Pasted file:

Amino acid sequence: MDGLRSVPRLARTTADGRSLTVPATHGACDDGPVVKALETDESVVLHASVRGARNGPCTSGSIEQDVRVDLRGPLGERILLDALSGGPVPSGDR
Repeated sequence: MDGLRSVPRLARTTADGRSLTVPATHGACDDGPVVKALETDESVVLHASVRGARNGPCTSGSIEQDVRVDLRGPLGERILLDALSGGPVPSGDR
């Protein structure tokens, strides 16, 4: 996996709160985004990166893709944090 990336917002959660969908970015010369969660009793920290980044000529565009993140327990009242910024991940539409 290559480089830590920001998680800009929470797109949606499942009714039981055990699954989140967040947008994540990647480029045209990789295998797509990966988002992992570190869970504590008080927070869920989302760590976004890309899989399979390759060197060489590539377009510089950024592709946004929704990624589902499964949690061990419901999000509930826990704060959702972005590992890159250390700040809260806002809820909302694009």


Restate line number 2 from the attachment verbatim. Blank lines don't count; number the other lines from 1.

Repeated sequence: MDGLRSVPRLARTTADGRSLTVPATHGACDDGPVVKALETDESVVLHASVRGARNGPCTSGSIEQDVRVDLRGPLGERILLDALSGGPVPSGDR